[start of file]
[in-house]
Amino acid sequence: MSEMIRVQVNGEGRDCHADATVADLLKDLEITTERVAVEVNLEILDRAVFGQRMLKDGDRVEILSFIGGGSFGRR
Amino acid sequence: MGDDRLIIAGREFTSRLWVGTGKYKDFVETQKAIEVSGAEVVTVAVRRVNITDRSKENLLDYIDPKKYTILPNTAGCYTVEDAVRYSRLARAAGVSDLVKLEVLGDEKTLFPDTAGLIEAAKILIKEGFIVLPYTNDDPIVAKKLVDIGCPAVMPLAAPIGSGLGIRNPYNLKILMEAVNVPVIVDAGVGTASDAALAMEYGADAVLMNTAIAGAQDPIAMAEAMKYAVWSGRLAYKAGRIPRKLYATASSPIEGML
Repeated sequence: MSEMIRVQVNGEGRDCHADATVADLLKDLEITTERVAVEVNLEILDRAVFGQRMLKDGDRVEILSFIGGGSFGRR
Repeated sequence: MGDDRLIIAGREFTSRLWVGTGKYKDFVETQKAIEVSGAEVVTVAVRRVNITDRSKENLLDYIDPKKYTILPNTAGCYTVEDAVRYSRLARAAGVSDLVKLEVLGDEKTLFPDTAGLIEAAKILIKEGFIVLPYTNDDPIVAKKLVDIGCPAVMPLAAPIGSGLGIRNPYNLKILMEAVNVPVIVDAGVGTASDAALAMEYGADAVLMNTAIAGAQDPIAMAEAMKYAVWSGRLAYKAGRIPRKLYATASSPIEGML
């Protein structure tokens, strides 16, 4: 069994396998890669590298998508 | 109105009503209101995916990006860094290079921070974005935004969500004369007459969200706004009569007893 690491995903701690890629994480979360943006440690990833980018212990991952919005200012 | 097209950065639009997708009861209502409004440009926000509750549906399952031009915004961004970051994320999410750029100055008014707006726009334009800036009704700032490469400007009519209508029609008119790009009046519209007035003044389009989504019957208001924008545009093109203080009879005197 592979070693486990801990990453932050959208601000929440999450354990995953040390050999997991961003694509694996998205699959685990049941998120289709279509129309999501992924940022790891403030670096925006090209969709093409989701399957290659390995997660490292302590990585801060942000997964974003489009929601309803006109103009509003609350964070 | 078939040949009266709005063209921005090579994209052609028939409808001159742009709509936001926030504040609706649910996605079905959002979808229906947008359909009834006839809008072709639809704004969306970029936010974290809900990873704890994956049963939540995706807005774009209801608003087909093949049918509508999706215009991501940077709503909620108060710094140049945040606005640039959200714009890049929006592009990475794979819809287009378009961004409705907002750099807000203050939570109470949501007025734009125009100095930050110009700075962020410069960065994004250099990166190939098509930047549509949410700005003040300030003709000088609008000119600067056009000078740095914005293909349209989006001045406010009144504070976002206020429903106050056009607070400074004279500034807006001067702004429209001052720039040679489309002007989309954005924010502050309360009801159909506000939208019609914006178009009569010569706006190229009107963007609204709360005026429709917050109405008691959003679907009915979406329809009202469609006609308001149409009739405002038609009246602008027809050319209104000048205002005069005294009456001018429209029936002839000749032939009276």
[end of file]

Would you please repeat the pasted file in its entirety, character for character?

[in-house]
Amino acid sequence: MSEMIRVQVNGEGRDCHADATVADLLKDLEITTERVAVEVNLEILDRAVFGQRMLKDGDRVEILSFIGGGSFGRR
Amino acid sequence: MGDDRLIIAGREFTSRLWVGTGKYKDFVETQKAIEVSGAEVVTVAVRRVNITDRSKENLLDYIDPKKYTILPNTAGCYTVEDAVRYSRLARAAGVSDLVKLEVLGDEKTLFPDTAGLIEAAKILIKEGFIVLPYTNDDPIVAKKLVDIGCPAVMPLAAPIGSGLGIRNPYNLKILMEAVNVPVIVDAGVGTASDAALAMEYGADAVLMNTAIAGAQDPIAMAEAMKYAVWSGRLAYKAGRIPRKLYATASSPIEGML
Repeated sequence: MSEMIRVQVNGEGRDCHADATVADLLKDLEITTERVAVEVNLEILDRAVFGQRMLKDGDRVEILSFIGGGSFGRR
Repeated sequence: MGDDRLIIAGREFTSRLWVGTGKYKDFVETQKAIEVSGAEVVTVAVRRVNITDRSKENLLDYIDPKKYTILPNTAGCYTVEDAVRYSRLARAAGVSDLVKLEVLGDEKTLFPDTAGLIEAAKILIKEGFIVLPYTNDDPIVAKKLVDIGCPAVMPLAAPIGSGLGIRNPYNLKILMEAVNVPVIVDAGVGTASDAALAMEYGADAVLMNTAIAGAQDPIAMAEAMKYAVWSGRLAYKAGRIPRKLYATASSPIEGML
């Protein structure tokens, strides 16, 4: 069994396998890669590298998508 | 109105009503209101995916990006860094290079921070974005935004969500004369007459969200706004009569007893 690491995903701690890629994480979360943006440690990833980018212990991952919005200012 | 097209950065639009997708009861209502409004440009926000509750549906399952031009915004961004970051994320999410750029100055008014707006726009334009800036009704700032490469400007009519209508029609008119790009009046519209007035003044389009989504019957208001924008545009093109203080009879005197 592979070693486990801990990453932050959208601000929440999450354990995953040390050999997991961003694509694996998205699959685990049941998120289709279509129309999501992924940022790891403030670096925006090209969709093409989701399957290659390995997660490292302590990585801060942000997964974003489009929601309803006109103009509003609350964070 | 078939040949009266709005063209921005090579994209052609028939409808001159742009709509936001926030504040609706649910996605079905959002979808229906947008359909009834006839809008072709639809704004969306970029936010974290809900990873704890994956049963939540995706807005774009209801608003087909093949049918509508999706215009991501940077709503909620108060710094140049945040606005640039959200714009890049929006592009990475794979819809287009378009961004409705907002750099807000203050939570109470949501007025734009125009100095930050110009700075962020410069960065994004250099990166190939098509930047549509949410700005003040300030003709000088609008000119600067056009000078740095914005293909349209989006001045406010009144504070976002206020429903106050056009607070400074004279500034807006001067702004429209001052720039040679489309002007989309954005924010502050309360009801159909506000939208019609914006178009009569010569706006190229009107963007609204709360005026429709917050109405008691959003679907009915979406329809009202469609006609308001149409009739405002038609009246602008027809050319209104000048205002005069005294009456001018429209029936002839000749032939009276």